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Brent Williams' Apartment Blog

Thoughts, comments, and ideas about the overall multifamily industry, as well as a property-specific focus on resident retention and apartment marketing.

Resetting the Anchor For Renewal Rates

For my previous blog regarding negotiating apartment lease renewal rates, Johnny shared his strategy for the renewal letter, which included listing out the previous rental rate, the current market rate, and the new renewal rate, which was in between the first two.  His letter listed them out clearly to the reader (rather than mixed into a paragraph), and is a great example of anchoring the new rate relative to the higher market rate.

So what is price anchoring?  You see price anchoring every day through sales - the price of a product or service is initially listed at, let's say, $30 and then discounted to $20.  That $30 serves as the "anchor" to show the customer exactly how much they are saving.  If they just showed $20 as the price immediately, it may or may not be perceived as a good price to the customer.  A good example is how the iPhone was price anchored to an extremely high price tag initially, so that when discounts were applied it had much more of an impact on sales.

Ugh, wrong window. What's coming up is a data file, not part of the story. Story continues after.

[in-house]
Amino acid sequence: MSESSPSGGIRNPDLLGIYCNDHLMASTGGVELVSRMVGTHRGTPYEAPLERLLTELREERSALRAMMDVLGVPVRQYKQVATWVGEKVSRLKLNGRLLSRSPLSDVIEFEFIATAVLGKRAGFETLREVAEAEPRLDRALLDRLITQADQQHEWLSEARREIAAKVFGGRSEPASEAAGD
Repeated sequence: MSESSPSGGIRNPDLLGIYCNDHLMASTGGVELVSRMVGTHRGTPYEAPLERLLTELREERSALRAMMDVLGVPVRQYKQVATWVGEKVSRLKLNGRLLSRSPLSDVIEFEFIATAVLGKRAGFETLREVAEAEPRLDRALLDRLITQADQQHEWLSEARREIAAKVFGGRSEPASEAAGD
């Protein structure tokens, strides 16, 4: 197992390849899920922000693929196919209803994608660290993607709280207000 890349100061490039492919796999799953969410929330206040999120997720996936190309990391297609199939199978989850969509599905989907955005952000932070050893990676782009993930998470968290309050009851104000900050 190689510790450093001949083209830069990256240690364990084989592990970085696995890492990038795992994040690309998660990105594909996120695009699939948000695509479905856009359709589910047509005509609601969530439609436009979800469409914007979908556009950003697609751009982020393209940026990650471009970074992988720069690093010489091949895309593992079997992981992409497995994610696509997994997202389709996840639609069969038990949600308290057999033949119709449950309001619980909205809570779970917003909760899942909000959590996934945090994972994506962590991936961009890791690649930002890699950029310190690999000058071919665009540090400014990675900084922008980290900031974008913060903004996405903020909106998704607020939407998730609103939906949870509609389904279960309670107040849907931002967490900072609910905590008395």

The problem with renewal rates, as Johnny pointed out, is that the "anchor" is what the resident is currently paying for their apartment.  If they are paying $900 for their apartment and you raise them $20 per month, it is a worse deal relative to their anchor price.  In other words, all they see is that they are having to pay more for the same apartment.

But when you include the market rate in the renewal letter, you have the opportunity to "re-anchor" the price point.  Of course, that price has to be a real, attainable number - if you set a market price but also give three months away free, the gesture becomes meaningless.  But if you truly identify your current residents as more valuable/profitable and want to give them a better price than someone walking in off the street, this will show the current resident the value he or she is receiving.

(As a personal note, I previously shared the renewal letter from my apartment community.  As you could see, they did not list the rate they could realistically achieve by re-renting it.  This was actually a big concern of mine, and I even took the time to find out what my apartment would rent at to a new prospect.  After finding out it was higher than my renewal rate, the rental price had effectively been "re-anchored" and I was satisfied that I was getting a good deal.)

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